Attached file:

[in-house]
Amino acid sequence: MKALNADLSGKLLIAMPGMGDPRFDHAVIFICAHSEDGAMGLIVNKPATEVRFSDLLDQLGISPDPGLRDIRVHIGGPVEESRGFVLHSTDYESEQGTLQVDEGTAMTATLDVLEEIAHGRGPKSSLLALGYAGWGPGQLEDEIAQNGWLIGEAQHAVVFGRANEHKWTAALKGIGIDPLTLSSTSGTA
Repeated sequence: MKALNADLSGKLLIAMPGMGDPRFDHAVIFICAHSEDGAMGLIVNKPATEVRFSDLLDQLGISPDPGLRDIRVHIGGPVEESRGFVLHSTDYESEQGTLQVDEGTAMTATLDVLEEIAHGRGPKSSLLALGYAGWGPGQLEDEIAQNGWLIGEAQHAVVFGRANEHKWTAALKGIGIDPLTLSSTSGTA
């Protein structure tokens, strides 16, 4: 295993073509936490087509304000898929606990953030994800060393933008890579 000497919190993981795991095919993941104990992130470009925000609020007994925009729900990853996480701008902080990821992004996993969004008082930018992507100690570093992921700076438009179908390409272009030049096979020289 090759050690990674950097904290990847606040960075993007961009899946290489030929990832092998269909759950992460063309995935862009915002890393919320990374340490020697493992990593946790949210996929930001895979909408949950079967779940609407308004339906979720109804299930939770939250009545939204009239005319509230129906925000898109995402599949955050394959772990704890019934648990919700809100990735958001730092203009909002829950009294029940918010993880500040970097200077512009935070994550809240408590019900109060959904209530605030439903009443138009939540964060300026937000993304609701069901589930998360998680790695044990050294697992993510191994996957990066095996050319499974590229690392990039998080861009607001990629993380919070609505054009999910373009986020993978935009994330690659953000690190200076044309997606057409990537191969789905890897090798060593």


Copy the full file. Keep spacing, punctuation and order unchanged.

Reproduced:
[in-house]
Amino acid sequence: MKALNADLSGKLLIAMPGMGDPRFDHAVIFICAHSEDGAMGLIVNKPATEVRFSDLLDQLGISPDPGLRDIRVHIGGPVEESRGFVLHSTDYESEQGTLQVDEGTAMTATLDVLEEIAHGRGPKSSLLALGYAGWGPGQLEDEIAQNGWLIGEAQHAVVFGRANEHKWTAALKGIGIDPLTLSSTSGTA
Repeated sequence: MKALNADLSGKLLIAMPGMGDPRFDHAVIFICAHSEDGAMGLIVNKPATEVRFSDLLDQLGISPDPGLRDIRVHIGGPVEESRGFVLHSTDYESEQGTLQVDEGTAMTATLDVLEEIAHGRGPKSSLLALGYAGWGPGQLEDEIAQNGWLIGEAQHAVVFGRANEHKWTAALKGIGIDPLTLSSTSGTA
């Protein structure tokens, strides 16, 4: 295993073509936490087509304000898929606990953030994800060393933008890579 000497919190993981795991095919993941104990992130470009925000609020007994925009729900990853996480701008902080990821992004996993969004008082930018992507100690570093992921700076438009179908390409272009030049096979020289 090759050690990674950097904290990847606040960075993007961009899946290489030929990832092998269909759950992460063309995935862009915002890393919320990374340490020697493992990593946790949210996929930001895979909408949950079967779940609407308004339906979720109804299930939770939250009545939204009239005319509230129906925000898109995402599949955050394959772990704890019934648990919700809100990735958001730092203009909002829950009294029940918010993880500040970097200077512009935070994550809240408590019900109060959904209530605030439903009443138009939540964060300026937000993304609701069901589930998360998680790695044990050294697992993510191994996957990066095996050319499974590229690392990039998080861009607001990629993380919070609505054009999910373009986020993978935009994330690659953000690190200076044309997606057409990537191969789905890897090798060593």